THREE-RING BINDERS: I recommend the use of a 3-ring binder for your course materials and notes. All class handouts will be punched with three holes to make it easier to put in a binder. In my experience, students with organized notebooks perform better in the course than those with messy ones.
PERSONAL FILE, REFERENCES and CUBBY: You will have a file folder in a file in the Botany Lab, SC 342. You may use it to store papers/notes/etc. In addition, I will place in this file any assignments not returned to you personally, extra copies (if any) of handouts, and course readings. When in doubt or need, check here.
HONOR CODE: I run this class on the honor code system; in other words, I trust you to do your own work at all times. Cheating, plagiarism and other dishonest acts will not be tolerated. If you violate my trust, the consequences will be severe. If you have even the slightest doubt that an activity violates the Honor Code - don't do it. Violations of academic integrity will be dealt with according to the procedures outlined on pages 24-25 of the 2005-2007 Academic Catalog.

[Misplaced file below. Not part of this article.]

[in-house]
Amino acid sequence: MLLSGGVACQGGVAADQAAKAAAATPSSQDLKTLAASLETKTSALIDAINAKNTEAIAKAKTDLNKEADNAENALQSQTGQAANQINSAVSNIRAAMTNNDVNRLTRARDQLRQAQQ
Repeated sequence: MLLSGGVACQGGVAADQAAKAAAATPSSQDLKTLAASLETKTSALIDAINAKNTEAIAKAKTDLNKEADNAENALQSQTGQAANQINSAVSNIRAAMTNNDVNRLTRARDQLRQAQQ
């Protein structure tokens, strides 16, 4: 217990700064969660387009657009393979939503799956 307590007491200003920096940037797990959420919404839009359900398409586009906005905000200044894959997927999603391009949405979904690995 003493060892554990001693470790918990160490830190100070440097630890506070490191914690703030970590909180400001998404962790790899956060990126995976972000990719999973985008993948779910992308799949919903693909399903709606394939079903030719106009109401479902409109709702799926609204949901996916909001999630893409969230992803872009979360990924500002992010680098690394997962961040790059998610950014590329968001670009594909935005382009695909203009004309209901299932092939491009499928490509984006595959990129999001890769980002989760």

ATTENDANCE: Each class I will pass around an attendance sheet to sign/initial. To reward you for your attendance you will receive a nifty sticker. You will not be directly penalized for missing class, but remember that being absent does not excuse you from completing assignments on time (i.e., turning in any that are due and getting the assignment for the next class). In general, you will not be able to make up anything missed in lecture or lab.
EMAIL: I typically check and respond to email first thing in the morning (between 8 & 9:00 am) and then again before I leave in the evening (usually about 5:30 pm). If you send an email after about 400 pm I will not see it nor respond to it until the following day because I do not check email after leaving my office. Please plan accordingly.